15 March 2003
1st Tom Janstrom 49.82 80% 24.32
2nd Rafe Zach 59.62 82% 36.12
3rd Devin Jones* 59.64 79% 32.64
4th Dewey Winstead 62.35 73% 26.85
5th Jon Anderson 72.36 68% 31.36
6th Devin Jones** 77.90 72% 40.90
7th Ken Reed incomplete course
8th Larry Webster 58.62 76% 28.12
· Devin shooting his AK
** Devin shooting his AR, I guess it does make a difference.
Thoughts on the fundamentals of shooting:
When considering or performing the fundamentals of shooting, two major objectives should be achieved. The primary objectives, if achieved to a given degree will effect the shooters ability to hit quickly and accurately. The goal here is to be able to do so under the streeful conditions of a lethal threat encounter.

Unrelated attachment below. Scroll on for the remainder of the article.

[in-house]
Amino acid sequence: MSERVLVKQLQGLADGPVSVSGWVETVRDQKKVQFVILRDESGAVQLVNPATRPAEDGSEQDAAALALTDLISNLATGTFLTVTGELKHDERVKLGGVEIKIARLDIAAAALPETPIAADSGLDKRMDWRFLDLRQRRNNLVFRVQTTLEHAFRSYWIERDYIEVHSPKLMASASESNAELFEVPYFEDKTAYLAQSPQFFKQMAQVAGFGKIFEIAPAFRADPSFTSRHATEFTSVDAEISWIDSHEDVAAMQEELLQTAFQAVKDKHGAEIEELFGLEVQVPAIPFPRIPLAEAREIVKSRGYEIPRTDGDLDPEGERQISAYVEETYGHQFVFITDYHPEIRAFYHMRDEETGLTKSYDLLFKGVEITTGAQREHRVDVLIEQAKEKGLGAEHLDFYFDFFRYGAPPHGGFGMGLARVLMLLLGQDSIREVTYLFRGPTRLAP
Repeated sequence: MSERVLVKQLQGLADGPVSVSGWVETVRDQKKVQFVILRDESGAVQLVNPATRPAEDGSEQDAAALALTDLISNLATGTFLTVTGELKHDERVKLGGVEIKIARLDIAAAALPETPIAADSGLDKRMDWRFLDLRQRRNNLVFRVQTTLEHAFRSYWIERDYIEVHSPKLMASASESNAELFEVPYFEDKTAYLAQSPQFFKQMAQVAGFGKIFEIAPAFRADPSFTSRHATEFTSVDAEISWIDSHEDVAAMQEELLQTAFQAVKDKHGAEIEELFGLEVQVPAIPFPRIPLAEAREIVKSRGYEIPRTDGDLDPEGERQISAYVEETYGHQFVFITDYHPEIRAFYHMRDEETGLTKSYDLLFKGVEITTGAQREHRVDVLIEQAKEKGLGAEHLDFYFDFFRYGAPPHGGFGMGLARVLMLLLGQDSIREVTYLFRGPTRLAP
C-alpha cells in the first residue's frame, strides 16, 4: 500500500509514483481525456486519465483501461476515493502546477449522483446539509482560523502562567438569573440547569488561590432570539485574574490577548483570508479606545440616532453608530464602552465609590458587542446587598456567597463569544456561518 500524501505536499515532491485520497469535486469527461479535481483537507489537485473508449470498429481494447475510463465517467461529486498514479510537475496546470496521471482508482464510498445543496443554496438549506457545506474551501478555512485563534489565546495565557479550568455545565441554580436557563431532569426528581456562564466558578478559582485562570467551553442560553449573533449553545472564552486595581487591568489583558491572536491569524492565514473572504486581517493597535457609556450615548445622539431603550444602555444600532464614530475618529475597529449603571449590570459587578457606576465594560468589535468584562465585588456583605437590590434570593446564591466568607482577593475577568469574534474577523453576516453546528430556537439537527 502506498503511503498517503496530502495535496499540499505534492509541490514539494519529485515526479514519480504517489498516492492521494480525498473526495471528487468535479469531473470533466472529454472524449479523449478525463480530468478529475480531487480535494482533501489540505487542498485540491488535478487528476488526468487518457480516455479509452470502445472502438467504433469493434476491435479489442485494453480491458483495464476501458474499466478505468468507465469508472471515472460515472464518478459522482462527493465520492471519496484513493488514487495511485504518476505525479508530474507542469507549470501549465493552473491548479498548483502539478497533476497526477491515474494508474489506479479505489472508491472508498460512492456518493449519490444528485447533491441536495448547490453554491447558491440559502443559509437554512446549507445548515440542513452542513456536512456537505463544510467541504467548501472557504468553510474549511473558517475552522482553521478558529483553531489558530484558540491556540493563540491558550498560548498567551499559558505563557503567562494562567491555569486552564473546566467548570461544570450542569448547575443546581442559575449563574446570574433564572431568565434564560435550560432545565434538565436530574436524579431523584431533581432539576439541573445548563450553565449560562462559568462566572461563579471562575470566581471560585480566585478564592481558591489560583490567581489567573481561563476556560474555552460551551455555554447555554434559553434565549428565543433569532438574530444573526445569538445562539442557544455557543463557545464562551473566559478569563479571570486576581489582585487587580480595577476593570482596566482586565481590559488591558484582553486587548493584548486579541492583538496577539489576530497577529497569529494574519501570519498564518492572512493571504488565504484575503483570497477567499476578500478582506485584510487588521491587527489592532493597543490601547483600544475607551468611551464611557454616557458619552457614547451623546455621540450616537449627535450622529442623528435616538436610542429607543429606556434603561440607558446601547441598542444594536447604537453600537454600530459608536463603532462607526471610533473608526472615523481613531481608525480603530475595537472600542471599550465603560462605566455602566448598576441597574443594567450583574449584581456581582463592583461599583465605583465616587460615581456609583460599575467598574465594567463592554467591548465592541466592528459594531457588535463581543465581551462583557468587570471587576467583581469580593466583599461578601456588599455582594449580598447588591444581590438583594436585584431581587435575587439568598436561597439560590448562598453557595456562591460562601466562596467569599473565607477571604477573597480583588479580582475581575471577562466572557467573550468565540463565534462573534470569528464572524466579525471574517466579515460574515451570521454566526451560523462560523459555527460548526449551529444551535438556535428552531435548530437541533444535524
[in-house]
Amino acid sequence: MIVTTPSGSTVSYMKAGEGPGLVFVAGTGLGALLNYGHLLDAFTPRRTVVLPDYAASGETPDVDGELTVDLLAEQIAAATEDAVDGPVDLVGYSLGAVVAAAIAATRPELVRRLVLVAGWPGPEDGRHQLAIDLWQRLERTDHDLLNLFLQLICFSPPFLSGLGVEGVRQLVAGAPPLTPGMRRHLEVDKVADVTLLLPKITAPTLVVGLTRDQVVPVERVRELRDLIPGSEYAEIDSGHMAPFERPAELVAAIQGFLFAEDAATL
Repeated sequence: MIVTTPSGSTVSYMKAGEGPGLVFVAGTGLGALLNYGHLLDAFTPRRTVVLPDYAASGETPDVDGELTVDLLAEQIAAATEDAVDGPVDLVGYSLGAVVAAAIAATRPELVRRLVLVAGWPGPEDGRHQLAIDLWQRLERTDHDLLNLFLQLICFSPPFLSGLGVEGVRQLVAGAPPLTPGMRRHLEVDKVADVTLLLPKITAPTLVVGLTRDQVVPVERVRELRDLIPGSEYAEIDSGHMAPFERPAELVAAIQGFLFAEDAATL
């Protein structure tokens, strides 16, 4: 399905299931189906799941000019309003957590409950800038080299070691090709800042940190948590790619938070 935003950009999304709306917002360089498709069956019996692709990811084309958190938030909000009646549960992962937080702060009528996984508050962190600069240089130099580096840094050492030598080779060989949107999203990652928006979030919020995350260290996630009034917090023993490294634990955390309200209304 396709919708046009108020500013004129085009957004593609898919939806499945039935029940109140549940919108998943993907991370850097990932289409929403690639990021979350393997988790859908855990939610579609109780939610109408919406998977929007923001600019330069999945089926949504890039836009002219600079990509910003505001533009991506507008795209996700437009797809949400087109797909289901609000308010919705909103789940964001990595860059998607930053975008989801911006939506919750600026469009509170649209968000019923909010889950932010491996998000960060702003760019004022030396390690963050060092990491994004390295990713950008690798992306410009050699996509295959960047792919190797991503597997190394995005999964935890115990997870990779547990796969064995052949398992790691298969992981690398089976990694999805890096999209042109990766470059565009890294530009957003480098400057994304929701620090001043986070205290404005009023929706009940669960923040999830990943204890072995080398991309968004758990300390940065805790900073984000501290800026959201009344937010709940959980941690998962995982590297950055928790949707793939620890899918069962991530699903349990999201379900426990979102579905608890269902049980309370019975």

1. Control Motion
Movement in the firearm as the round is fired will affect the intended strike of the round. If you anticipate the shot and give a pre-ignition push or simply do not stabilize the weapon fully upon presentation, the round will not impact in the intended area. In other words you missed where you aimed or supposed you aimed.
Motion will affect the strike of the round. Recoil is motion as well. What needs to be understood is that motion in the gun must be controlled as much as possible. It needs to be controlled just long enough to pull the trigger, in-order for the round to hit the intended point.
When training, shooters must realize the necessity of developing psycho-motor skills. These skills are developed through repetitive, correct, practice. These skills allow the shooter to perform them each and every time regardless of the conditions on may find themselves operating under. (muscle memory)
You will fight the way you train.